Part of moving forward is learning how to live alone after the death of a spouse. One of the most unique aspects of losing a spouse is how the surviving spouse’s social life can change. When you may have always done things together, whether that was just having company for dinner or being part of a larger group of couples, now you are facing that without your loved one at your side.
The loneliness that comes with being solo after being part of a couple can seem overwhelming. But there are things you can do to help. You might opt for spending time with one friend rather than a group. You might volunteer to babysit your grandkids, if you have them, or a co-worker’s children. You might adopt a pet, join a new group to indulge in a hobby you love, or take an exercise class.
The key is to fill your time with activities and people you enjoy, no matter how that looks for you.
Living Alone After the Death of a Spouse: Honoring Their Memory
Moving forward doesn’t mean that you forget about your loved one. It means that you create new ways of including their memory in your life, even after their death.
For some that might mean keeping photographs of their spouse prominently displayed in the home. For others it might mean continuing a tradition that was important to their spouse, like decorating a special tree at Christmas. For still others, it might mean starting a charity that bears their spouse’s name.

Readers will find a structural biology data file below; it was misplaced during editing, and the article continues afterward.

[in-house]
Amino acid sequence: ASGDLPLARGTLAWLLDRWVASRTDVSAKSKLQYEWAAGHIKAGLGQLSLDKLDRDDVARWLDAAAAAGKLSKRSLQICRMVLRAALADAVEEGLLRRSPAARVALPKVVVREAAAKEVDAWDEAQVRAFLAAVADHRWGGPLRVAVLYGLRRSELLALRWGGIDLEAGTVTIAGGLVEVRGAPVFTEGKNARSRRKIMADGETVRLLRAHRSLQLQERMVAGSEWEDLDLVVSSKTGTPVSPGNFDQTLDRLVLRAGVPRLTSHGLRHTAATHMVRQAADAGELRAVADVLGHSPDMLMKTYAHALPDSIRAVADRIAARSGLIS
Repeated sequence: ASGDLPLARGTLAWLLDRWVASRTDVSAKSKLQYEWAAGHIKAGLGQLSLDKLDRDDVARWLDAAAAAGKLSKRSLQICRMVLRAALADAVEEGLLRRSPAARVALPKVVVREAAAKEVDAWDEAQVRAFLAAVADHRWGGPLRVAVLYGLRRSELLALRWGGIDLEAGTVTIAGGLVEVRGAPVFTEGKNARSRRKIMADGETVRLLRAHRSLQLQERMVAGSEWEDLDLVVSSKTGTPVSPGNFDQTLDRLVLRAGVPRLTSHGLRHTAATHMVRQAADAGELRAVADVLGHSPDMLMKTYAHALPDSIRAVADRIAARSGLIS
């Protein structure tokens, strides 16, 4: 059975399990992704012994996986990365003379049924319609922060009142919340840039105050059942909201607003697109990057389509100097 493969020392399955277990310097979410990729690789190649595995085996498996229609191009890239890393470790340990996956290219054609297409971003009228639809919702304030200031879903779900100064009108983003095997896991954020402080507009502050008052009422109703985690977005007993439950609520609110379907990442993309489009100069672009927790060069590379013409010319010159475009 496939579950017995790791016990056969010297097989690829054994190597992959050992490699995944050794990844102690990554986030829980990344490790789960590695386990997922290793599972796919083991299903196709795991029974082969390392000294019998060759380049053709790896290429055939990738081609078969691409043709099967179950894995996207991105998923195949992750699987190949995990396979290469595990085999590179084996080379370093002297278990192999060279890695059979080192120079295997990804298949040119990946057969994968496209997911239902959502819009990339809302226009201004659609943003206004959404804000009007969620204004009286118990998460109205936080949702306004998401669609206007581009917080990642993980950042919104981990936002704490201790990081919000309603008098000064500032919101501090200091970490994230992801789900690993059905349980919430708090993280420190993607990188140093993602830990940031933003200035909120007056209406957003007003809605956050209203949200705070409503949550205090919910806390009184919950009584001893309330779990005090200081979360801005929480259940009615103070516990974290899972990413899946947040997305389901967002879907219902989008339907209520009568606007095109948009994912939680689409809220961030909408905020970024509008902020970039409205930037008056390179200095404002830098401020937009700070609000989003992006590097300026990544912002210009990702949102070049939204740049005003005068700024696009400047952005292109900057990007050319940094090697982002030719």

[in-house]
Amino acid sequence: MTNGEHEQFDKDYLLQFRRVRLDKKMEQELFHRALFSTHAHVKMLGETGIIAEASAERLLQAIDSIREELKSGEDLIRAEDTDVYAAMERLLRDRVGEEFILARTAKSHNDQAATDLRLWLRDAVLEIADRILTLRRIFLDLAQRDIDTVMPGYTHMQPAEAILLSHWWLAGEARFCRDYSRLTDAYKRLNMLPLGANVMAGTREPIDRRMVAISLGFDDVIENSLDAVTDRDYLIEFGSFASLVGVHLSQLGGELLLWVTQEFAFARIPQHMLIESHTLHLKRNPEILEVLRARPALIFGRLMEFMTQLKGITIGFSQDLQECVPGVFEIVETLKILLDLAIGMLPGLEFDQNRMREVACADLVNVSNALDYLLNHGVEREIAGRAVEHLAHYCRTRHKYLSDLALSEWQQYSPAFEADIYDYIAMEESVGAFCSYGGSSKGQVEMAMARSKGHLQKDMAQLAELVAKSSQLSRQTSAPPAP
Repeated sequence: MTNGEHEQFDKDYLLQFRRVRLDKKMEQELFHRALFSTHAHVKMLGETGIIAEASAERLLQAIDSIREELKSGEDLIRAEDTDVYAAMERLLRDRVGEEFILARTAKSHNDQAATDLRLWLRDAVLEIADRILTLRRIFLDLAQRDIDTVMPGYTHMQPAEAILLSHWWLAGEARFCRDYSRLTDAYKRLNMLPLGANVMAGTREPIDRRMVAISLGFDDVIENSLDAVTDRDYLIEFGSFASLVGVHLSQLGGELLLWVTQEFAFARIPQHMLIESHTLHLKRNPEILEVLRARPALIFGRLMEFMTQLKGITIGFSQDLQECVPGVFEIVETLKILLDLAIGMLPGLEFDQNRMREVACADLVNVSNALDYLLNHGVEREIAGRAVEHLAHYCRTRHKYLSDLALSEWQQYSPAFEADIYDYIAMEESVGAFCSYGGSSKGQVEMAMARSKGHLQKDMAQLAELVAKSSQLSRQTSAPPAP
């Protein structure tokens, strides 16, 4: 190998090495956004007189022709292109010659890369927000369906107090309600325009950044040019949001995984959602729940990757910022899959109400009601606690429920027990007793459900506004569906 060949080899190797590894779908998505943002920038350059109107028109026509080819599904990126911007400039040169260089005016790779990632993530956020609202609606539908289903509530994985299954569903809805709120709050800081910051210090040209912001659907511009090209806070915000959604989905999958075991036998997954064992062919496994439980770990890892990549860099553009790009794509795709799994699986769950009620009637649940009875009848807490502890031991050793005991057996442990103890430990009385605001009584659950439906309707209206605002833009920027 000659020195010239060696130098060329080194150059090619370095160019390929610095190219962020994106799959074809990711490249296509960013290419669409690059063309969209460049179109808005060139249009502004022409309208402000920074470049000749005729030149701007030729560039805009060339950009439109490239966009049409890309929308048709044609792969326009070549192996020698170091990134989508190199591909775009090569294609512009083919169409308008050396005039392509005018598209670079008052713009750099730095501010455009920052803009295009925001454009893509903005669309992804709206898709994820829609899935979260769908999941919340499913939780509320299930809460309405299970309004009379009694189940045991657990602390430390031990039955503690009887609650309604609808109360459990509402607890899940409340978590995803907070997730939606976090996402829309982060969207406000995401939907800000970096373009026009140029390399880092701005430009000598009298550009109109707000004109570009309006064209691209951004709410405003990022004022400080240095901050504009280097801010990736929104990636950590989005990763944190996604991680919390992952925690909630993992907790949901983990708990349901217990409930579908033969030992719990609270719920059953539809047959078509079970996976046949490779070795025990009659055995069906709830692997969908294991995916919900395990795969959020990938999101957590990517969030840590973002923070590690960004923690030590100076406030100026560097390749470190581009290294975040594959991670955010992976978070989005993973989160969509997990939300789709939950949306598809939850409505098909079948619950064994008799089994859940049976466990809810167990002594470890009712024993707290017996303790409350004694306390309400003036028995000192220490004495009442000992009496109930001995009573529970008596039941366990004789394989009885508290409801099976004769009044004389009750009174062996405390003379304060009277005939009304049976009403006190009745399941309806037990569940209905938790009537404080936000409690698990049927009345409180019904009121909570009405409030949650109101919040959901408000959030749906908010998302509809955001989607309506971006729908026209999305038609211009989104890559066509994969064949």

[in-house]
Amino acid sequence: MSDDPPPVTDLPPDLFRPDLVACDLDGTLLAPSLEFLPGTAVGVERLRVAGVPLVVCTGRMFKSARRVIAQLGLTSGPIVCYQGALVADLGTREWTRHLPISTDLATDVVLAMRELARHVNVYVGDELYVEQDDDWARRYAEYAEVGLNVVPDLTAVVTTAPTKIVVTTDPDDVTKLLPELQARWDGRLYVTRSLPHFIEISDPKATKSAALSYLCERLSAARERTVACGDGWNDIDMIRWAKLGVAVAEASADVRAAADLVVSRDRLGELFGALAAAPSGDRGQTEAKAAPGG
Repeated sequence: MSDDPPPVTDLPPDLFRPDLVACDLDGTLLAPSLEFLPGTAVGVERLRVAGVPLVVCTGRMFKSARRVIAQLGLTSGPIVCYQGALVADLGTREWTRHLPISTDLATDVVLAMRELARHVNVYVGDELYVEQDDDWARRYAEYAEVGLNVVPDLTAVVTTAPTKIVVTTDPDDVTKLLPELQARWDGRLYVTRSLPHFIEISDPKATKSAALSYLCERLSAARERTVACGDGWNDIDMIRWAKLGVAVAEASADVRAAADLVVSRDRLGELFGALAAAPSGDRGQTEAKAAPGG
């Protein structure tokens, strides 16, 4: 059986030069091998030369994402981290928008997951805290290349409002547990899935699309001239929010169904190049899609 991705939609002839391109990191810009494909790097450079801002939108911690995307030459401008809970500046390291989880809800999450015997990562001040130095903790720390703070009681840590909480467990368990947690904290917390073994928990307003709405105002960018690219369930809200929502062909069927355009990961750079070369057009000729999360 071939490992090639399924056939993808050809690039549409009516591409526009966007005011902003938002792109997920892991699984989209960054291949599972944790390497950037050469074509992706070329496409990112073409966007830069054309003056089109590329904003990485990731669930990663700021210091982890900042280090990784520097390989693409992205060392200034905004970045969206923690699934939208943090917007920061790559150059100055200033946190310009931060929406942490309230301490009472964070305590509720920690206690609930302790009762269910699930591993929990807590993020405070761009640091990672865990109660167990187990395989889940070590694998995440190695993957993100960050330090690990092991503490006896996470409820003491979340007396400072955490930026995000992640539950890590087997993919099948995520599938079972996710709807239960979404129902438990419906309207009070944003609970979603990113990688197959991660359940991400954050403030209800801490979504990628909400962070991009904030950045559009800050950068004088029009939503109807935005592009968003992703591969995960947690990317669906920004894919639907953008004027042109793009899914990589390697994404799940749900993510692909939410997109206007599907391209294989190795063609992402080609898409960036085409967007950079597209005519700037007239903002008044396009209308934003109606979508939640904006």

However that looks for you, embrace the opportunity to keep your spouse’s memory alive even as you grieve their death.
Living Alone After the Death of a Spouse: Dealing with Their Things
When a spouse dies, the surviving spouse is often left to deal with the “things” of their loved one’s life. Their clothes, their books, their hobby equipment, their office; when we share a home with someone, our things commingle and become part of our everyday lives.
Knowing when it’s time to clean out your deceased spouse’s closet is a very personal feeling. But it’s important to do this when it feels right to you. Especially immediately after your spouse’s death, don’t let others tell you that you must dispose of their belongings. It’s your decision when and how that happens.
Give yourself the space to give that some thought. If you and your spouse discussed end of life issues, they may have told you how they wanted their possessions dealt with after their death. If you didn’t have those conversations, it will be up to you to decide if you bestow those on friends and loved ones, sell them, or donate them to charity. You might have to take time to think through those options before you act. Give yourself the time to do so.
Living Alone After the Death of a Spouse: Getting Help
We’ve helped thousands of families move forward after the death of a loved one, and we’d be honored to walk with you on your journey. There are also other resources that can help. Reach out to a support group if that feels right to you. Call a hotline or ask a friend to go for coffee. Just remember that even though your loss is very personal, you don’t have to endure it alone.